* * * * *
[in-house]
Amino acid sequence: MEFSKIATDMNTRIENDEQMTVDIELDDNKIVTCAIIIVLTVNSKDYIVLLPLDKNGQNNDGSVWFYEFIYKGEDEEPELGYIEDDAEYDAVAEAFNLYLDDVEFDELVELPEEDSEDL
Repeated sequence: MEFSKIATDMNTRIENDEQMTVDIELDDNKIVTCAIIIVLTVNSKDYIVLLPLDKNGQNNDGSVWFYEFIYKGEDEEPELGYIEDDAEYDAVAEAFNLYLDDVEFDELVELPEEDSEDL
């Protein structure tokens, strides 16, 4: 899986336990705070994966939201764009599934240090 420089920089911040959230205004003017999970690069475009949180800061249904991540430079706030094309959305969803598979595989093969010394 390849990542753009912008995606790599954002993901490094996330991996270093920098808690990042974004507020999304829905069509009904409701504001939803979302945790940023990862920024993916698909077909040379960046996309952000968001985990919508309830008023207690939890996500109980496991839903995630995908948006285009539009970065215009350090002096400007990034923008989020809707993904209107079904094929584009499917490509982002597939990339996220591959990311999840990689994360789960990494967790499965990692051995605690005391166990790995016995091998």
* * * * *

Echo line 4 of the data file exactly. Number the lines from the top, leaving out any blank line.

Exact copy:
């Protein structure tokens, strides 16, 4: 899986336990705070994966939201764009599934240090 420089920089911040959230205004003017999970690069475009949180800061249904991540430079706030094309959305969803598979595989093969010394 390849990542753009912008995606790599954002993901490094996330991996270093920098808690990042974004507020999304829905069509009904409701504001939803979302945790940023990862920024993916698909077909040379960046996309952000968001985990919508309830008023207690939890996500109980496991839903995630995908948006285009539009970065215009350090002096400007990034923008989020809707993904209107079904094929584009499917490509982002597939990339996220591959990311999840990689994360789960990494967790499965990692051995605690005391166990790995016995091998």